Gandhi, born in India in 1869, first traveled to South Africa thirty years later to work for two years with the Ambulance Corps during the Anglo-Boer War as he was concerned about the conditions of the Indian stretcher carriers. After returning to his homeland for a year, he opened up a law practice in Joburg in 1903.
Replicas from the life of Nelson Mandela:
Mandela wrote that 'Difficulties break some men but make others. No ax is sharp enough to cut the soul of a sinner who keeps on trying, one armed with the hope that he will rise even in the end.'
Gandhi wrote that 'an eye for an eye will make the whole world blind.'
Another of his famous sayings was 'Live as if you were to die tomorrow. Learn as if you were to live forever.'
According to Gandhi, 'Happiness is when what you think, what you say, and what you do are in harmony.'
Prisoners organized themselves into gangs and set up a rigid hierarchy that dictated life in the prison. The men slept according to their status in the gang.
Prema, a political prisoner at Number Four in 1982, described how, after arriving at the jail, prisoners didn't have a shower for three or four months. 'Because of interaction with our lawyers, tackling the authorities, threatening them with an interdict, they allowed us out to shower. It was cold water, but at least it was a shower. It was quite a relief. Then we were able to shower once a week.'
Blanket Sculptures: Every Sunday, prison officials carried out inspections of the communal cells in Number Four. The blanket sculptures in the cell below - couches, flowers, stools and tanks - were typical of the objects that prisoners made for these Sunday 'parades.' Prisoners with the most creatively decorated cell would win privileges for a week, such as cake or an extra slice of bread each day.
Blankets were also used for recreation - as boards for games with toilet paper markers and lines drawn with soap.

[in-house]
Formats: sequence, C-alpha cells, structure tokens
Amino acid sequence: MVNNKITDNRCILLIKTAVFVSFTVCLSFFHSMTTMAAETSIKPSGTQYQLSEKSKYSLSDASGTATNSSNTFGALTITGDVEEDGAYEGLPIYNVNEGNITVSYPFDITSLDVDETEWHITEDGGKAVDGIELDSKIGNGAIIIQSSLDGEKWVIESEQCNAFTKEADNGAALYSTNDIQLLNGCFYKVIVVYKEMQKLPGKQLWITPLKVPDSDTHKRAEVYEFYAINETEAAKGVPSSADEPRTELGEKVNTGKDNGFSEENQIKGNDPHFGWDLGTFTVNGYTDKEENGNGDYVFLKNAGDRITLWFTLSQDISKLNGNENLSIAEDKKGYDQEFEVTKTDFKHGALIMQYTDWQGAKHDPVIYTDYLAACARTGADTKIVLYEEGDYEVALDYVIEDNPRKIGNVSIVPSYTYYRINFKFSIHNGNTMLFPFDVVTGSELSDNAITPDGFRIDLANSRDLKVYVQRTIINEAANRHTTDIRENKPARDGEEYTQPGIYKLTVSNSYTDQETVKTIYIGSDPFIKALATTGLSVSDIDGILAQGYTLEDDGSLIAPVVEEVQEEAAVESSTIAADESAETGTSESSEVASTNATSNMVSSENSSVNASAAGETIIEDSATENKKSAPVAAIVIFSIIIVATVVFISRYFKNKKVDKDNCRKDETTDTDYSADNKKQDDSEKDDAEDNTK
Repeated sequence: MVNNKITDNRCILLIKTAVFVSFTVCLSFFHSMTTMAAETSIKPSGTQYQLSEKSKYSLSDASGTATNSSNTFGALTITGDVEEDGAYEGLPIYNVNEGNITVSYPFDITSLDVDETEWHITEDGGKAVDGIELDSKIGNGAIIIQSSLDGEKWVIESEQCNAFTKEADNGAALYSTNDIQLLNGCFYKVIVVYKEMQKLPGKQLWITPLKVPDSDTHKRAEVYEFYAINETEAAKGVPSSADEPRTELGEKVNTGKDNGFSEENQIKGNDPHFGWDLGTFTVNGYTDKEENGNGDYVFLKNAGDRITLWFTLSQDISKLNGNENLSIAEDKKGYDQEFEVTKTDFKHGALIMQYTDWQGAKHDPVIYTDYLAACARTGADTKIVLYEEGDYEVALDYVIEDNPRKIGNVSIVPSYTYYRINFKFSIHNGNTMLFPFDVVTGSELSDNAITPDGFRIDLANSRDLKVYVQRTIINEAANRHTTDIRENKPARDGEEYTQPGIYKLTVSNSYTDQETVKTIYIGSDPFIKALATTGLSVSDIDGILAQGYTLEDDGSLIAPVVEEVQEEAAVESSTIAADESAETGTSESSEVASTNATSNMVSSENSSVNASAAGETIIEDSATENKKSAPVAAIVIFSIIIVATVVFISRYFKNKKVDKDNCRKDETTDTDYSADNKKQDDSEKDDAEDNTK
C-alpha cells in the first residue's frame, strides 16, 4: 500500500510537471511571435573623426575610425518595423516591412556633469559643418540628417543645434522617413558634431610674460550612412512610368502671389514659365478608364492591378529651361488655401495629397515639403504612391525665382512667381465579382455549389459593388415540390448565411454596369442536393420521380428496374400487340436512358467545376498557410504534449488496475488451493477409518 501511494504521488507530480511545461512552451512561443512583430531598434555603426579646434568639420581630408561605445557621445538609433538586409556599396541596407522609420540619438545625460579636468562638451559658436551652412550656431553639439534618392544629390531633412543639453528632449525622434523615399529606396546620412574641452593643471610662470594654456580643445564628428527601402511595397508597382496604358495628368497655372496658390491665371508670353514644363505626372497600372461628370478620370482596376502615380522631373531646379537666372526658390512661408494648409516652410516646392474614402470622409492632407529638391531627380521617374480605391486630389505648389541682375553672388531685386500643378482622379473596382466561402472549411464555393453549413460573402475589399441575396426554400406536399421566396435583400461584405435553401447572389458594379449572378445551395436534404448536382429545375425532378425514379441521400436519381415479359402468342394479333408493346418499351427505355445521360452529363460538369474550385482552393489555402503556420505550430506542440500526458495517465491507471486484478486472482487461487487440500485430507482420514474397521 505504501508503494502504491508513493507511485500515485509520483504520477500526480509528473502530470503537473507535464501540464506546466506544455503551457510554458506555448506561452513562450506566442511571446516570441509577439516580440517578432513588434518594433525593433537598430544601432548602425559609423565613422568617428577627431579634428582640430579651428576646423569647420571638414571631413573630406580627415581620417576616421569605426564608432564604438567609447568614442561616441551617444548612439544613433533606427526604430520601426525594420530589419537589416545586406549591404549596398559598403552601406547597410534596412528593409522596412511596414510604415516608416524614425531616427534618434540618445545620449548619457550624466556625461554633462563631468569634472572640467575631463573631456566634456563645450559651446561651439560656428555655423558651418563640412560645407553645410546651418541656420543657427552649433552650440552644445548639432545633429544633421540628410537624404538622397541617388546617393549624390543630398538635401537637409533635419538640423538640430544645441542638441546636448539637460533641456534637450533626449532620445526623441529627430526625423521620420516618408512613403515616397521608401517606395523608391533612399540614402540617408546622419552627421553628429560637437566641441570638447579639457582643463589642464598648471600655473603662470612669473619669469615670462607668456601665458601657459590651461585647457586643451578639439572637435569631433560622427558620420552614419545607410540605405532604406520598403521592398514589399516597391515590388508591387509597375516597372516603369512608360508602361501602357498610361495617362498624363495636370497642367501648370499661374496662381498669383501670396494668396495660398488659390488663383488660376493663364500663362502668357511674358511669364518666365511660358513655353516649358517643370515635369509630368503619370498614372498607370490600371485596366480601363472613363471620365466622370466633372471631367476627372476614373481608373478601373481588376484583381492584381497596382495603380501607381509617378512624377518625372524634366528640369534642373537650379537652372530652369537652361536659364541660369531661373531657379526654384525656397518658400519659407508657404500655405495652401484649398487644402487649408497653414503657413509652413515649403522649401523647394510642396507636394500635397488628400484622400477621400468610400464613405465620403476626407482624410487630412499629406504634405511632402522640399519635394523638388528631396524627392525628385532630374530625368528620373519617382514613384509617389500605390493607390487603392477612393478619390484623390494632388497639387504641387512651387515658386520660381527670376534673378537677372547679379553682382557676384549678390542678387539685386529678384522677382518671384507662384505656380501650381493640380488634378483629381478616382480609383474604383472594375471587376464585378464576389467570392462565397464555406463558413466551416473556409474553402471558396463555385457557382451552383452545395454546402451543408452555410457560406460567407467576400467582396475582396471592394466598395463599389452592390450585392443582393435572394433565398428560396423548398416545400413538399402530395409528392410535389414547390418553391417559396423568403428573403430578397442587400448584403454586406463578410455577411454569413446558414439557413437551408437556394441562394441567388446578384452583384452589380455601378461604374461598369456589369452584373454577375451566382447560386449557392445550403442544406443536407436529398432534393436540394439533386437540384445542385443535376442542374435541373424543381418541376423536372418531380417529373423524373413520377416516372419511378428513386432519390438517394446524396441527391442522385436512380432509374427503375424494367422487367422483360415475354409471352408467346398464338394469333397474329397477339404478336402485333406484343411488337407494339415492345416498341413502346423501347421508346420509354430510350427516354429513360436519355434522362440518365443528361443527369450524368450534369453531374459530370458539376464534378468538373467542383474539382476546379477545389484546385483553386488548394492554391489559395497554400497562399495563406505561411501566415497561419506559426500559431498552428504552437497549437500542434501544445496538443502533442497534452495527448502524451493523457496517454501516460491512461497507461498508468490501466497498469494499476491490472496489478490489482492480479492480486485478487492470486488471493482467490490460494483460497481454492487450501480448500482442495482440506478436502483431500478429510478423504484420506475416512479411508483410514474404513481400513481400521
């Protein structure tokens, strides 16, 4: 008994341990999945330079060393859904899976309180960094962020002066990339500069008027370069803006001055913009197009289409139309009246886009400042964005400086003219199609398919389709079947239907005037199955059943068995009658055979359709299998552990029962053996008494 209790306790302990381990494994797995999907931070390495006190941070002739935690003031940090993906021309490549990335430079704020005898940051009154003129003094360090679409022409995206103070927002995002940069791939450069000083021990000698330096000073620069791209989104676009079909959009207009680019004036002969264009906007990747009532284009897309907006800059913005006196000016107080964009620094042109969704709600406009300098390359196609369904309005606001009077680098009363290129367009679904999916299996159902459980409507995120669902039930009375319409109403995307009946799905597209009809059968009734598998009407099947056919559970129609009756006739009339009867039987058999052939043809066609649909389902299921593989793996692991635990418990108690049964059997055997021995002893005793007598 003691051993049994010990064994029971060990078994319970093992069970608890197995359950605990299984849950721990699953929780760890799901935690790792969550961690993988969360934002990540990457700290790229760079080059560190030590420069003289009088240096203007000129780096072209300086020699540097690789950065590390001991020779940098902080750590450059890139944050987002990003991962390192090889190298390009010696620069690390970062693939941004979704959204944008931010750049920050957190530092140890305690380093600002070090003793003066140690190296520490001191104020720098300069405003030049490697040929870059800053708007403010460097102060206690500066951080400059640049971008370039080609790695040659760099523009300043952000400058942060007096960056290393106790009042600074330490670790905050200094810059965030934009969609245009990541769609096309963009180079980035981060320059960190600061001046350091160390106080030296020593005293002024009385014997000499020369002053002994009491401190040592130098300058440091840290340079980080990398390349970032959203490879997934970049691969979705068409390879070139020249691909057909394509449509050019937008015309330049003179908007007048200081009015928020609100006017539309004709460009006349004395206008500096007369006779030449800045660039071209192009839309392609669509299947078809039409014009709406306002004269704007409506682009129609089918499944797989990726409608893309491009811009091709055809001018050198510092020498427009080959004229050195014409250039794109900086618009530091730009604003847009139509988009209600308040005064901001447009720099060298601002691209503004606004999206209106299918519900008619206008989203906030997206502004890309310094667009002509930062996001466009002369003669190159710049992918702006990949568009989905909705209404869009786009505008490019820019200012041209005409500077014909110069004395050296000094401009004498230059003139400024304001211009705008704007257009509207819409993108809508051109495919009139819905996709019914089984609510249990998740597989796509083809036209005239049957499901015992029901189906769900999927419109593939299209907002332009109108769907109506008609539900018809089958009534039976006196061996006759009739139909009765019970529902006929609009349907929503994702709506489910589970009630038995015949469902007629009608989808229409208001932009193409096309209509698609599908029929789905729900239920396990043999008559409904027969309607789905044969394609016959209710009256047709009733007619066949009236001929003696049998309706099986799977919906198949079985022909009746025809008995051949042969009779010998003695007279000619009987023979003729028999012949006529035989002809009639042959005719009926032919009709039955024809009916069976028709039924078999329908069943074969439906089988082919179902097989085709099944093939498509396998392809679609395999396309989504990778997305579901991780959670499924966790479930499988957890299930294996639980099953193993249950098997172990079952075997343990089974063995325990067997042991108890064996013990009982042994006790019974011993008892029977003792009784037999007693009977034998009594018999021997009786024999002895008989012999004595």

Prisoners also passed time by carving soap with spoons or small pieces of wood from trees. They created paper-mache sculptures by shredding pieces of paper and mixing them with soft sop-sop (blue soap that was mixed with water).
An example of prisoner graffiti still remaining on the back of each cell door:
Punishment: Over the decades, the prison authorities used various means to enforce power and inflict punishment on the prisoners. In
the early 1900s, prisoners who contravened prison rules and regulations received solitary confinement for up to 7 days, up to 25 lashes or hard labor for up to 21 days. In addition, prisoners were ordered to wear leg irons for indefinite periods. Later on, punishments and beatings were more arbitrary and became a constant fixture of prison life. Prisoners had few options to complain if they were assaulted or punished.
Isolation Cells: As with the men's prison, isolation was the most extreme form of punishment in the Women's Jail. Sentenced prisoners were often kept here for longer than the three days as ordered by the law. Sadly, some prisoners asked to be kept in the solitary cells to avoid unwelcome sexual attention from their cell bosses.
Nomsa, imprisoned in 1976 and 1977 for not carrying the pass required of blacks and 'coloreds', said the cell 'was dark and there was nothing, just a bucket to wee in. It was a small space to stuff someone in who was just naughty.'
Princess Nomakhosazana, a black warder in 1982, said prisoners received three days in the isolation cells with only rice water after smuggling, fighting, speaking to males, etc. But, since the punishment book was written in Afrikaans, a language the warders din't understand, they didn't know all the punishments.